If she brings it, eat the ice cream.
This morning mom comes over with ice cream and a chocolate.
Ice cream on a stick. She smiles.
I can think of so many reasons why not, but I don’t speak them.
I put the ice cream in my little beverage refrigerator. I don’t have a proper refrigerator/freezer at the moment, but that’s another post.
It will melt in there.
I know, but I need to finish my coffee first, I say, sorting out in my head whether I’ll really eat the ice cream or simply toss it after she leaves.
And, here’s a chocolate.
I rarely eat ice cream or chocolate, especially not for breakfast, but that’s what she brings me. This isn’t a remembering thing. She knows these aren’t proper breakfast choices. But she loves them. Especially the ice cream. Ice cream on a stick. If you tarry at her house long enough, she’ll offer you one.
Mom leaves. I can see the ice cream on a stick through the glass door of my little fridge. I sip my coffee.
I don’t want ice cream for breakfast.
Then I remember that a week ago, my son had stayed over after bringing me from the airport. Mom came by in the morning hoping to visit with him a bit. She had ice cream.
What’s that for?
It’s for Sam.
He’s still sleeping.
Oh, she looked disappointed.
But you can wake him up. I’m not sure he’ll want ice cream this early though.
She knocked on his door. I sat back down at my desk, sipping coffee. I could hear them talking.
Thanks, Mama Nick! Hug from pillow.
After she left, Samir sauntered into the room where I was working.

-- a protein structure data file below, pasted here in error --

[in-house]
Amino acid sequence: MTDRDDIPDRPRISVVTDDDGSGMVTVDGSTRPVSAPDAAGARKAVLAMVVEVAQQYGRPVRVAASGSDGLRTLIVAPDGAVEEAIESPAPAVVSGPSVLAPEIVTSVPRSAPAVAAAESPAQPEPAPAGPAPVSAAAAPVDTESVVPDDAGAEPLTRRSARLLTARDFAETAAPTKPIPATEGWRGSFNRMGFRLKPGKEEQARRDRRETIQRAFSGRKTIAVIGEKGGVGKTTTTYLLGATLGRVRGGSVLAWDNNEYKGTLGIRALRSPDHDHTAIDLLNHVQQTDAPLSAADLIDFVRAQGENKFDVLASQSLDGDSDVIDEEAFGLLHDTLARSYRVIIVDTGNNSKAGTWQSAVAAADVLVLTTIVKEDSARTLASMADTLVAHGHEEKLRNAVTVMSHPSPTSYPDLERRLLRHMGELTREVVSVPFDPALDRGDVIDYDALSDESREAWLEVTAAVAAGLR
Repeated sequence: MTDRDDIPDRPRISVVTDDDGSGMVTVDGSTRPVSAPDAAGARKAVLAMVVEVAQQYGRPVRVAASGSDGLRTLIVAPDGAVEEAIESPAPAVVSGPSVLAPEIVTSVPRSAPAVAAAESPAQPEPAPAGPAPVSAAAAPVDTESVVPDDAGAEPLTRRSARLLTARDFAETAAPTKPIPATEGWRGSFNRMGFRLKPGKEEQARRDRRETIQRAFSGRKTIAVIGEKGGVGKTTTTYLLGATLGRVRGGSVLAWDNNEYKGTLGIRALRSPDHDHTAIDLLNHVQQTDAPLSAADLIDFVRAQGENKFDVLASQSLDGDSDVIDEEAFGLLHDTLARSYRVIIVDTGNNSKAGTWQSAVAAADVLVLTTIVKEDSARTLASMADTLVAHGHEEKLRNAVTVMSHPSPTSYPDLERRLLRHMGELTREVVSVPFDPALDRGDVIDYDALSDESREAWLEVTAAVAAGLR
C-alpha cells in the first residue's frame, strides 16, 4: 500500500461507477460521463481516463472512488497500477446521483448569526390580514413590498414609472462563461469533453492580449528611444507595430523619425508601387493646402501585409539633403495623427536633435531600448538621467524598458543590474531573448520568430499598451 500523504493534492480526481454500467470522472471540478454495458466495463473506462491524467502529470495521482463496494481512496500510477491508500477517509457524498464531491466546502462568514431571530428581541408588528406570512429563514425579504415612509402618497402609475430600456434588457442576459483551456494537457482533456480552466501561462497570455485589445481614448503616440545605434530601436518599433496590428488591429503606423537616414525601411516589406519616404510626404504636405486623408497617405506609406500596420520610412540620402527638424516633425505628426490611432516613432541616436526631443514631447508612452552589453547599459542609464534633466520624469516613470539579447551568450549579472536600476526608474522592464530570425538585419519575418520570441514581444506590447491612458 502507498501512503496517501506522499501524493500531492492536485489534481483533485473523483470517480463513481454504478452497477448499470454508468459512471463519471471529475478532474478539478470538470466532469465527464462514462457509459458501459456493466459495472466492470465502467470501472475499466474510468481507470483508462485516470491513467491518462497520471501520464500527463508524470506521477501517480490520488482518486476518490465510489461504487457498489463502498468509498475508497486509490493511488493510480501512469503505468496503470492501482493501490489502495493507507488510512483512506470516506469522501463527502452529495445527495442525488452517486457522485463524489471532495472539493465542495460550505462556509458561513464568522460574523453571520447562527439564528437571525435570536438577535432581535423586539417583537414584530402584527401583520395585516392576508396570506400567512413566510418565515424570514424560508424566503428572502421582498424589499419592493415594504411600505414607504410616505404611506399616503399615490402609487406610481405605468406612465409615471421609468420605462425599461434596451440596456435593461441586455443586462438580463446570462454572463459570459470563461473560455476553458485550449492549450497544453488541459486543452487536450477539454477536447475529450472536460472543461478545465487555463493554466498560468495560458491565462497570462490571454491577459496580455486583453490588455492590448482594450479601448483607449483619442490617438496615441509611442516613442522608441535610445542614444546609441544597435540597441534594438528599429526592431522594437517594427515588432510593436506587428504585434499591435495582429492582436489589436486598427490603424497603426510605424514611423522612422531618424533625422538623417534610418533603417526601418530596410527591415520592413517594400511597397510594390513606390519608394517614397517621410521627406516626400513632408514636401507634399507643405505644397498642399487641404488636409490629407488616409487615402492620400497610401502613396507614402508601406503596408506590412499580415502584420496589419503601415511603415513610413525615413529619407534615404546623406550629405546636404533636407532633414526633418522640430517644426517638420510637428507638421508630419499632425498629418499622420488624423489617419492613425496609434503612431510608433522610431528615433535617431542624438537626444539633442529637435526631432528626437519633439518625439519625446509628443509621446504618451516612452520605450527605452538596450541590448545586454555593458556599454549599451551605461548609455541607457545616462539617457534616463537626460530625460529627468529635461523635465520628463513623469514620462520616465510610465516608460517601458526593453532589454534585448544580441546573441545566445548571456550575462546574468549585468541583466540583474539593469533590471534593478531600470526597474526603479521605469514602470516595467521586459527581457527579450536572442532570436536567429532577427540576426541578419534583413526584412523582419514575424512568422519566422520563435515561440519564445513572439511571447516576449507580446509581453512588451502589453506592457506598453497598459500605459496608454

So, how was ice cream for breakfast? I asked, expecting at least a partially snide answer.
It was great!
This journey is unbalanced. I’m sure I’m learning more from my mom than she’s getting from me.
I make little spaces in my day for mom, but I don’t really know how to help. I take her to visit her sister. We stop for lunch. We shop for groceries. I look for activities she loves to do. We’ve lined up some furniture to refinish, and at least once a week, when I’m here, I invite her over to make jelly with me.
I don’t have to remind her to come over to make jelly. She remembers. Most times, she shows up with dinner. While I eat, she washes all the dishes that have collected in my sink to make room for jelly making.
Tonight we made jelly. She scrubbed the ginger I brought in from the garden, stirred the blueberry juice and sugar, poured the jelly into the jars. Like I said, it’s unbalanced. I’m the lucky one.
I don’t know how to help mom, so I make space in my head. My first notion this morning is to tell her, Thanks, but I don’t want ice cream. Just take it with you and put it back in the freezer when you go home. I stifle that notion and put the ice cream in the little refrigerator.
For after I finish my coffee, I explain.
After she leaves, I have the toss-the-ice-cream-on-a-stick option. Then I remember Samir.
It was great.
I eat the ice cream. Samir was right. It is great. I eat the chocolate too.
I’m not boasting about my choice to eat the ice cream nor about the small spaces I make in my days for my mom. I’m only giving these things voice because I mostly fail when faced with these choices.
Can I call you later?
I have a meeting.
I’m giving the breakfast ice cream voice because my mom didn’t teach me a lesson exclusively for Alzheimer’s caregivers. The lesson is universal.
Be kind at encounters.
Be grateful for gifts.
Be thoughtful in response.
Mostly, make space on your calendar and in your head for your people.
Sit down with the child and make the marble maze together. Fix some coffee and put your good-listening ears on for your friend. Show up with lunch to visit with your aunt. Take a day off to help your dad or your daughter.
Eat the ice cream your mom brings for breakfast.
It will be great!
©Copyright Pennie Nichols 2018. All Rights Reserved.